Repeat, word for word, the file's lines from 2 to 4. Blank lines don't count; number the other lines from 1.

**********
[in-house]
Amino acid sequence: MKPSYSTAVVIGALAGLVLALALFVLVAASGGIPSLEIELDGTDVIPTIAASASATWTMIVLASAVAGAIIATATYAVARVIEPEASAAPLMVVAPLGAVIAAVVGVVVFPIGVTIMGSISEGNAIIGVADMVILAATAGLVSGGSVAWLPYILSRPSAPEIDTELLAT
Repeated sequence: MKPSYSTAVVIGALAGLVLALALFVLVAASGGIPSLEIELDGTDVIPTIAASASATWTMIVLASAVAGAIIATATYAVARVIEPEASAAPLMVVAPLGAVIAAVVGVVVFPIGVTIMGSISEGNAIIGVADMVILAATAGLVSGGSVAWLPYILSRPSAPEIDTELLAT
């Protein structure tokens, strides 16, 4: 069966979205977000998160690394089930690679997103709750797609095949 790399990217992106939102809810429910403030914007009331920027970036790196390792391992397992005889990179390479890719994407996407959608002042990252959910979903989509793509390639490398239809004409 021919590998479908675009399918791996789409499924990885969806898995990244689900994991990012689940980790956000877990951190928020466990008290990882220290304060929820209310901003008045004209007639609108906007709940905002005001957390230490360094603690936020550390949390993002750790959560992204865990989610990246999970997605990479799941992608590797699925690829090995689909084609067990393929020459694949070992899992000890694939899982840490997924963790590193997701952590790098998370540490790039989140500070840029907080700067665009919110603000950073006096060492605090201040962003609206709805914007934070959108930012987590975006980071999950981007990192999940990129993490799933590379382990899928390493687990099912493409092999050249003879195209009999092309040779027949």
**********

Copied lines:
Amino acid sequence: MKPSYSTAVVIGALAGLVLALALFVLVAASGGIPSLEIELDGTDVIPTIAASASATWTMIVLASAVAGAIIATATYAVARVIEPEASAAPLMVVAPLGAVIAAVVGVVVFPIGVTIMGSISEGNAIIGVADMVILAATAGLVSGGSVAWLPYILSRPSAPEIDTELLAT
Repeated sequence: MKPSYSTAVVIGALAGLVLALALFVLVAASGGIPSLEIELDGTDVIPTIAASASATWTMIVLASAVAGAIIATATYAVARVIEPEASAAPLMVVAPLGAVIAAVVGVVVFPIGVTIMGSISEGNAIIGVADMVILAATAGLVSGGSVAWLPYILSRPSAPEIDTELLAT
């Protein structure tokens, strides 16, 4: 069966979205977000998160690394089930690679997103709750797609095949 790399990217992106939102809810429910403030914007009331920027970036790196390792391992397992005889990179390479890719994407996407959608002042990252959910979903989509793509390639490398239809004409 021919590998479908675009399918791996789409499924990885969806898995990244689900994991990012689940980790956000877990951190928020466990008290990882220290304060929820209310901003008045004209007639609108906007709940905002005001957390230490360094603690936020550390949390993002750790959560992204865990989610990246999970997605990479799941992608590797699925690829090995689909084609067990393929020459694949070992899992000890694939899982840490997924963790590193997701952590790098998370540490790039989140500070840029907080700067665009919110603000950073006096060492605090201040962003609206709805914007934070959108930012987590975006980071999950981007990192999940990129993490799933590379382990899928390493687990099912493409092999050249003879195209009999092309040779027949």